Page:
Opinion | When Will Biden Join the Fight for Voting Rights?
By Adam Jentleson
Mr. Jentleson worked for Senator Harry Reid for seven years. His first book, published earlier this year, is a history of the Senate — and how the filibuster crippled it.
Don’t look now, but the Senate is quietly becoming what it used to be: an institution ruled by a simple majority. At least, for certain kinds of legislation.
Despite his institutionalist reputation, President Biden is on track to become the most productive Democratic president in a generation, not because he followed Senate norms and traditions, but because he broke them. Every president in recent memory has largely passed bills with 60 votes, the number needed to overcome a filibuster. Mr. Biden has passed most of his agenda with just 50, bypassing the filibuster. Nearly $2 trillion in economic stimulus and Covid relief, as well as a budget blueprint that opens the door to roughly $3 trillion in additional spending, along with dozens of executive and judicial nominees, have cleared the Senate with simple majorities, often with all 50 Democrats voting together, and no Republicans joining them. This early spurt of productivity led the president to proudly declare, “The Biden plan is working.”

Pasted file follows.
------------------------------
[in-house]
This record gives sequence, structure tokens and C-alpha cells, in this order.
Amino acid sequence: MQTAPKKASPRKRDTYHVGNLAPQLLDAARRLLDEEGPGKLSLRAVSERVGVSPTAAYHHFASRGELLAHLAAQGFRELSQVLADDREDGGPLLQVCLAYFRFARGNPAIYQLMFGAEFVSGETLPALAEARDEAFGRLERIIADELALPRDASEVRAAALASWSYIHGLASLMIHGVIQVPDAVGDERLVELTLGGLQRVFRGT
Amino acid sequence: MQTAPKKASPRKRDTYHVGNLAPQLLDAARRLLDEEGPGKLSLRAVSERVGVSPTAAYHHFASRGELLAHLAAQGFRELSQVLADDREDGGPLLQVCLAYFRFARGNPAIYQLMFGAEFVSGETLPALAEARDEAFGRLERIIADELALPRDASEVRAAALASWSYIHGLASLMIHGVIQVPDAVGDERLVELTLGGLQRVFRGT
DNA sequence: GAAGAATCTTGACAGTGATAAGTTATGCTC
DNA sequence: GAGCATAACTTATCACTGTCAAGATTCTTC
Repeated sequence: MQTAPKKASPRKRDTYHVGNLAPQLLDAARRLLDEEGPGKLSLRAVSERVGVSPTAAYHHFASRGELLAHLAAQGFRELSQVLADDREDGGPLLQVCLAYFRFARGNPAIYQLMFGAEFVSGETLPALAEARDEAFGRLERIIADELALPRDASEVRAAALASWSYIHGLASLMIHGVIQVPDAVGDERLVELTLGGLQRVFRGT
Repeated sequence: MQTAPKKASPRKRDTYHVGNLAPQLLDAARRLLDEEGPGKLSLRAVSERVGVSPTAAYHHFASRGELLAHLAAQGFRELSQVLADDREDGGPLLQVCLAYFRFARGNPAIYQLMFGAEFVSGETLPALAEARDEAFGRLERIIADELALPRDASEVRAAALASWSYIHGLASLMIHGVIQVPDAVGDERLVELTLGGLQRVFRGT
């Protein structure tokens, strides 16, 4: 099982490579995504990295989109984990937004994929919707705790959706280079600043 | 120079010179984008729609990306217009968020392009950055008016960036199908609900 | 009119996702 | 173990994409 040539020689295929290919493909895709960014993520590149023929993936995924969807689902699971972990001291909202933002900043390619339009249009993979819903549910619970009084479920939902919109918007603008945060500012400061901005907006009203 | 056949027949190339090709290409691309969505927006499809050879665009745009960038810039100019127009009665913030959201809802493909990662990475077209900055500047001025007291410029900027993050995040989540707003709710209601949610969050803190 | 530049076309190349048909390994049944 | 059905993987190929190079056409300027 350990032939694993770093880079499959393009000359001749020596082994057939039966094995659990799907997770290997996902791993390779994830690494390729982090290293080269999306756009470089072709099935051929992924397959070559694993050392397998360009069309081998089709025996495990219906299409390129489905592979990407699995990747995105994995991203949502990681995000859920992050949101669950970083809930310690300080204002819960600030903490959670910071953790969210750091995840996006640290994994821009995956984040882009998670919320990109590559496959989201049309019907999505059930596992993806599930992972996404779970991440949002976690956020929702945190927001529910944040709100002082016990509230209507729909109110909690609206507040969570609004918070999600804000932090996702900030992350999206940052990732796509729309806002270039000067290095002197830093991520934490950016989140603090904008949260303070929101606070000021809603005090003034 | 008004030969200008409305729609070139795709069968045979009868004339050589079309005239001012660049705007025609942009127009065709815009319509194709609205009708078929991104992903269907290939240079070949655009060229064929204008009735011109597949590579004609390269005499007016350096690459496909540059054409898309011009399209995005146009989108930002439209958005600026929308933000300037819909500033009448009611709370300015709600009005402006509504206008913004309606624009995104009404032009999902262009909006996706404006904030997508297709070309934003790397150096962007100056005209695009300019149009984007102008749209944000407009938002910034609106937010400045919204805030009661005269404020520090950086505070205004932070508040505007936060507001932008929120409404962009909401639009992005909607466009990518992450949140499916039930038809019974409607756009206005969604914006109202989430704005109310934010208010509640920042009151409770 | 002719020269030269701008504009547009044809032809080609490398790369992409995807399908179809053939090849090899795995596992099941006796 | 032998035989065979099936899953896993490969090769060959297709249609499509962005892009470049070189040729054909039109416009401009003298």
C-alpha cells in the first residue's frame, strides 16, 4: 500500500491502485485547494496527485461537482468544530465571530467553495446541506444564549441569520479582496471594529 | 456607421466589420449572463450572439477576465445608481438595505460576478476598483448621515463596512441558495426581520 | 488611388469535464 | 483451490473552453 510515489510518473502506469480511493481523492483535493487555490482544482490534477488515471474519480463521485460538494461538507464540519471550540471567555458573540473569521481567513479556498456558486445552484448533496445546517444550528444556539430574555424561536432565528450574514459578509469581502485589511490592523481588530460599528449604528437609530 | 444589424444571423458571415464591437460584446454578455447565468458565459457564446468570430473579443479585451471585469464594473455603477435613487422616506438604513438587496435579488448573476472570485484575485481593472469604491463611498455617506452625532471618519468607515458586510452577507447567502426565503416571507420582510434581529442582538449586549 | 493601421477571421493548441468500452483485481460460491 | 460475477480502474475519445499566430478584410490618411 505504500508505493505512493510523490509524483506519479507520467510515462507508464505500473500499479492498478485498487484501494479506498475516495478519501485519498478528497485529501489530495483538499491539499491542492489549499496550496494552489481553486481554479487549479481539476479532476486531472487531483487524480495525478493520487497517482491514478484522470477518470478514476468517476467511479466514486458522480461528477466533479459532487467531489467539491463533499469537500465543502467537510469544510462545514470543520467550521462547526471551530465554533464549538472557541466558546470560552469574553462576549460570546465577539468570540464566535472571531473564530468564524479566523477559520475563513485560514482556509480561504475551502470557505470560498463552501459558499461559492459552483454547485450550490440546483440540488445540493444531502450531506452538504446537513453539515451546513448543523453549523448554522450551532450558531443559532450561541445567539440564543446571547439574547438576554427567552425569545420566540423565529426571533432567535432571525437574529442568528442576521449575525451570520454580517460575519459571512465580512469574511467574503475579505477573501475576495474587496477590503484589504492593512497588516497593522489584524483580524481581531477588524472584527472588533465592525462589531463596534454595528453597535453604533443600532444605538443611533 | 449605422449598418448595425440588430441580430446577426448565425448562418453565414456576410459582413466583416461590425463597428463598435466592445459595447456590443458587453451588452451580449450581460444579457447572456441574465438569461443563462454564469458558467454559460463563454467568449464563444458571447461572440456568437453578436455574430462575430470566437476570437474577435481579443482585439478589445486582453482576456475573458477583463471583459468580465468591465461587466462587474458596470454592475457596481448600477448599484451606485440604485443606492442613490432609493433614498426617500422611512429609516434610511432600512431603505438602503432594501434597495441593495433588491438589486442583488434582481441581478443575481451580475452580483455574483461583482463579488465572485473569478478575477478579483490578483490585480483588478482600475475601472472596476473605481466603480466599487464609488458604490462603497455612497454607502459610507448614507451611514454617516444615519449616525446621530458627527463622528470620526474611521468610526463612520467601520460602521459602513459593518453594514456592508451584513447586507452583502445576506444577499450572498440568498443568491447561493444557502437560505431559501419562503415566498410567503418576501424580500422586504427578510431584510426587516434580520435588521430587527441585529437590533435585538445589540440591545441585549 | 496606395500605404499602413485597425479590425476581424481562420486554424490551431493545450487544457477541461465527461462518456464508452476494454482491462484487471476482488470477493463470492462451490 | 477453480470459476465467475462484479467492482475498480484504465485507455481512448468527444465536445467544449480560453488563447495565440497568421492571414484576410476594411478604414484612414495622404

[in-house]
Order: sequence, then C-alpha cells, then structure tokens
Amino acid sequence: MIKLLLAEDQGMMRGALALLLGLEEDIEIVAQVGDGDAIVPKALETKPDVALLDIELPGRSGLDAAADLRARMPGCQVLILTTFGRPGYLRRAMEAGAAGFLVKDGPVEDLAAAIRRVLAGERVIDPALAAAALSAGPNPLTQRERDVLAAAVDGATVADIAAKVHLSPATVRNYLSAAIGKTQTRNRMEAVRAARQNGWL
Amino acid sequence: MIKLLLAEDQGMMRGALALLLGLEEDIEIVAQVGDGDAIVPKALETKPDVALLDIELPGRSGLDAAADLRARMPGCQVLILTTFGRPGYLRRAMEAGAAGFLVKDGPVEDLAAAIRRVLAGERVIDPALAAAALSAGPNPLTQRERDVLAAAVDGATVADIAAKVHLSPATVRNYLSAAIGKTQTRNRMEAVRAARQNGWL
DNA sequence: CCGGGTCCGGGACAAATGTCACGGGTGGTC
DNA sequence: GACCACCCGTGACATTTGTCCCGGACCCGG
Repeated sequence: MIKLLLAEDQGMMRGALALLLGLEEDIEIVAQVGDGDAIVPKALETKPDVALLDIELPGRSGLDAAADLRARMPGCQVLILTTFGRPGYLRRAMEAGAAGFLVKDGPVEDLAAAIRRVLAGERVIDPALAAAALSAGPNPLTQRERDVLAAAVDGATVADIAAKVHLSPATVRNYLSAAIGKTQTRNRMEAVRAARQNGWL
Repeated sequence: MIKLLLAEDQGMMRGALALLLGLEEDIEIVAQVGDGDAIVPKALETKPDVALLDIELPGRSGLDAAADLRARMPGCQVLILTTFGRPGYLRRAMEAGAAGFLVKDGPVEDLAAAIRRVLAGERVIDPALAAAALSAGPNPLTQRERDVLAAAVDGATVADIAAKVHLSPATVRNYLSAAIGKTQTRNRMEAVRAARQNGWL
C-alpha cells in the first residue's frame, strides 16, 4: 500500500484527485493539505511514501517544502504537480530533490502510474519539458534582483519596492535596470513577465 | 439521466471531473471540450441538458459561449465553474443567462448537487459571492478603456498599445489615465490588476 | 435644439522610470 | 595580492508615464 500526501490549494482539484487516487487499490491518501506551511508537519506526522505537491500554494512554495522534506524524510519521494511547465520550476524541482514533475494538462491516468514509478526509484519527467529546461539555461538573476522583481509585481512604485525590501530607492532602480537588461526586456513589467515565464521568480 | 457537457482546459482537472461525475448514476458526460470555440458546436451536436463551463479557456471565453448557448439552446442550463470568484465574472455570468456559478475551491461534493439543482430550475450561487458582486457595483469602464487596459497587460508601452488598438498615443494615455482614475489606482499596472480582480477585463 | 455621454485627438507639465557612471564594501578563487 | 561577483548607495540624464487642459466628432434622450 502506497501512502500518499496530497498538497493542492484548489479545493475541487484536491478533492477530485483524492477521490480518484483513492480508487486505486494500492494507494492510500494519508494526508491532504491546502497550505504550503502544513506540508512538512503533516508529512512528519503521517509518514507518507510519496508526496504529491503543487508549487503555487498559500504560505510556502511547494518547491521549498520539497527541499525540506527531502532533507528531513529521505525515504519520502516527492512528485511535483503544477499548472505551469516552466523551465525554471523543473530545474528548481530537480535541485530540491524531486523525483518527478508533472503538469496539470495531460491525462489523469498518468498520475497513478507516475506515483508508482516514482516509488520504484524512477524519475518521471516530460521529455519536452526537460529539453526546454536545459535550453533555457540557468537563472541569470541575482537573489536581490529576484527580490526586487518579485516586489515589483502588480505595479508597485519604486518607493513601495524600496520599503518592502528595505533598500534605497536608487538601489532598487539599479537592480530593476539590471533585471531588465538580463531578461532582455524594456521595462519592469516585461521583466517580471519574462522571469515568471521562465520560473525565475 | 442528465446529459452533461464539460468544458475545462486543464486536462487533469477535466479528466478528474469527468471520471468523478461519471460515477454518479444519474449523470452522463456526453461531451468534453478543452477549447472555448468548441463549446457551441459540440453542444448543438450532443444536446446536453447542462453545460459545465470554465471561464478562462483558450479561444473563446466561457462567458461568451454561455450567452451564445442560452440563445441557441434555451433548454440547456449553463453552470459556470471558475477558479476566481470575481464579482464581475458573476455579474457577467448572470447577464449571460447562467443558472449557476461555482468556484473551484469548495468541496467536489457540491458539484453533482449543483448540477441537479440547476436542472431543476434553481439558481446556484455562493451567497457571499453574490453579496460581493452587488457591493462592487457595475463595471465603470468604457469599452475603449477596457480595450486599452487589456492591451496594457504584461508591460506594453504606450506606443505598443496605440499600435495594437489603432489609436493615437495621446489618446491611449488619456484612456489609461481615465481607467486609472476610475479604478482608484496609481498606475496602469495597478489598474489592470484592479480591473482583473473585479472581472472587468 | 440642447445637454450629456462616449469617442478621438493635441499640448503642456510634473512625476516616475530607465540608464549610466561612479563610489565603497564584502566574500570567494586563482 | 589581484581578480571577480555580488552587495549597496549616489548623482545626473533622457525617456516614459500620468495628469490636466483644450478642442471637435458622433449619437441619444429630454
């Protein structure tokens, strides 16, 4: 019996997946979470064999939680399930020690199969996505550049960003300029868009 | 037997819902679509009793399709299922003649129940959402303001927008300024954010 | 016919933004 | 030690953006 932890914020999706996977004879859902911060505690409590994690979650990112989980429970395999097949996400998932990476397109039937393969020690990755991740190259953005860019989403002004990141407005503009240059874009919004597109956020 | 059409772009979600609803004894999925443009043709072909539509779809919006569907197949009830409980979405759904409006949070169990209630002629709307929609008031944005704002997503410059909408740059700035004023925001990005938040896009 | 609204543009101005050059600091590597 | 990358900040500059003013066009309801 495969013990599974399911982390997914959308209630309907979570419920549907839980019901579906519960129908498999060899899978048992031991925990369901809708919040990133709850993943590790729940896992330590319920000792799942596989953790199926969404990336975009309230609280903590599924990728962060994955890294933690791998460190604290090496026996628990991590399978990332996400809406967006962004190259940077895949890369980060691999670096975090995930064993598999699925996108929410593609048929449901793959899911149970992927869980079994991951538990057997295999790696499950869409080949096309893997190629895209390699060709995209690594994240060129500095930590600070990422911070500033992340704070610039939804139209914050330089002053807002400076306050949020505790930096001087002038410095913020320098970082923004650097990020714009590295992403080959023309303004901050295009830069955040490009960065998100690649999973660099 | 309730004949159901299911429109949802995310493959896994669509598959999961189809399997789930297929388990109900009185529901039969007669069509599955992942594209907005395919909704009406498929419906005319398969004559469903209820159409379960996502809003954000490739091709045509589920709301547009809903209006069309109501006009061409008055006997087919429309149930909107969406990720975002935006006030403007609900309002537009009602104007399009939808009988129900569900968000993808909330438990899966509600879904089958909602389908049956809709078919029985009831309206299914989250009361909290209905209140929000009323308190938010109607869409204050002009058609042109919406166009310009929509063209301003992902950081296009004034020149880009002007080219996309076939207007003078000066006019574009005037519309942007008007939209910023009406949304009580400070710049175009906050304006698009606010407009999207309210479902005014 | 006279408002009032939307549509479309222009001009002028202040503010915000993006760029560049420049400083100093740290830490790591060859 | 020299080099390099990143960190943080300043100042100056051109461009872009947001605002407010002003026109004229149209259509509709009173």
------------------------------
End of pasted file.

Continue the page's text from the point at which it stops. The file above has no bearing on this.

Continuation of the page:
Yet there is one major category where Mr. Biden appears content to let obstruction rule: voting rights. As other bills sidestep filibusters, civil rights bills are still forced to overcome them.
This has happened before. During the Jim Crow era, the Senate held long, contentious debates on the bills that built the middle class, such as Social Security or Medicare, but none of those bills needed to get a supermajority to proceed. By contrast, popular bills to stop lynching, end poll taxes and fight workplace discrimination faced endless filibusters, and were blocked by supermajority thresholds. While Mr. Biden and Senate Democrats aren’t intentionally recreating such an unfair system, in practice, they are, perpetuating the same double standard that upheld Jim Crow for almost a century.
But they can avoid repeating the mistakes of the past. In March, during his first speech on the Senate floor, Senator Raphael Warnock argued that “no Senate rule should overrule the integrity of our democracy.” If Senate rules happen to preserve what Warnock called “Jim Crow in new clothes,” just as they preserved the original version, they must be reformed. For Democratic leaders, this means finding the political will to never again allow bills that guarantee equal access to voting and representation to suffer unequal treatment.
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